Marketing Graduates - give yourself a competitive edge with these simple tips.
I’ve been sifting through Marketing Graduate resumes, and here’s what I wish more applicants knew about the first stages of the hiring process…
First Impressions really count.
Hiring managers often receive an overwhelming number of applications, especially for graduate positions.
I immediately create a ‘Yes’ (consider) pile and a ‘No’ pile. This is based on a scan, not an in depth read. While the aim is to quickly set aside those applicants that don’t have the right skills or experience, there are other red flags that can quickly get you in the ‘No’ pile, even if you’ve got the right creds.
Triple proof-read your application and resume. This is the last step before you can truly call your work finished and it's important to take the time to do it right. You don't want your hard work to be marred by typos and errors. Most marketing jobs will have “attention to detail” as a desired skill. Ask a friend to help you proof-read your resume before you submit it (just like we ‘buddy-check’ all our ads and campaigns that go out).
Note that this extends beyond the documents you submit. If you’ve included a link to a personal website or your LinkedIn page, make sure that this is up to date and error free. If your personal website isn’t up to scratch, don’t list it on your resume.
PDF your resume and cover letter. This will ensure that it always looks its best, no matter where you send it, or who opens it, on any device. This is a simple step that will ensure you leave a professional looking document with your prospective employer.
Make it easy for the hiring manager to find and choose you.
Giving your resume file a good name is important. How you name your resume says a lot about you as a job applicant. A resume with a good name shows that you are detail-oriented and organised. It also shows that you have thought about your customer (hiring manager) and have taken the time to make sure your resume is easy to find.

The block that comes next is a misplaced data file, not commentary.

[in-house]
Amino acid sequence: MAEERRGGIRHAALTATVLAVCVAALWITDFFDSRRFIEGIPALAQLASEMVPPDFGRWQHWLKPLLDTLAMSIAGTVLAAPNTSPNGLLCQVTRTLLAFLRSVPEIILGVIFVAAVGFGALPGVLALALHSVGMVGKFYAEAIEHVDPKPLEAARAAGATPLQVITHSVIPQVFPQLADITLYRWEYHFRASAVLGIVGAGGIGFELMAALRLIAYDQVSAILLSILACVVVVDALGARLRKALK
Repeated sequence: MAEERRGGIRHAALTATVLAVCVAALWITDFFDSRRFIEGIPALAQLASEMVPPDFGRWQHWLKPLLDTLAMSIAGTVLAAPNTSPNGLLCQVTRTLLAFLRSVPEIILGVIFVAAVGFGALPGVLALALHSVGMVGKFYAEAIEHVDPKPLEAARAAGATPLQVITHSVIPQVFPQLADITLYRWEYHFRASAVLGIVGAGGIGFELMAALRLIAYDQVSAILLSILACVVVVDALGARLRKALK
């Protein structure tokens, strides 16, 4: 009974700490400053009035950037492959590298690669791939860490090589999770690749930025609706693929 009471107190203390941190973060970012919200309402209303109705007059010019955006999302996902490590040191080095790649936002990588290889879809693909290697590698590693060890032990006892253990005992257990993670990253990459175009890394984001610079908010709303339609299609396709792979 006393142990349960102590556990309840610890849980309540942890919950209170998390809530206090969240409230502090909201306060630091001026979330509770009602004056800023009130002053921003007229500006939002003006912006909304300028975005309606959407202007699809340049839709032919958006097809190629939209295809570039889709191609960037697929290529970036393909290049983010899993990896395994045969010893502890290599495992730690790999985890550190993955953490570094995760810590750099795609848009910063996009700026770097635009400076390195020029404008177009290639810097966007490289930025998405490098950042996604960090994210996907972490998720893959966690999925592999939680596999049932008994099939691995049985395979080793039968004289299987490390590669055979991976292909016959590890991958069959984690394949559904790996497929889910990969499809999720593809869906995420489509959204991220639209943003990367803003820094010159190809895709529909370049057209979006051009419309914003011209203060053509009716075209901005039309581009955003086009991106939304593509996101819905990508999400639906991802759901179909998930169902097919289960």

Naming your resume is easy. I suggest you include your full name, the job you are applying for, and the date. For example, "Jo Smith XYZ Marketing Manager_Oct2022.pdf." This will help your resume stand out and make it easy to find when potential employers are looking for it.
Potential employers will Google you.
When was the last time you checked your digital footprint?
Potential employers are going to be looking at your online presence before they ever meet you in person. It's important to make sure that what they find online aligns with the claims you're making in your resume and job application.
Employers expect you to have a social life (on and offline), and the right job will be aligned to your personality and values. However, it’s worth googling yourself to make sure your digital persona is showing up the way you want it to.
Ready to secure your dream job? Give yourself a competitive edge before the interview by following these simple tips.
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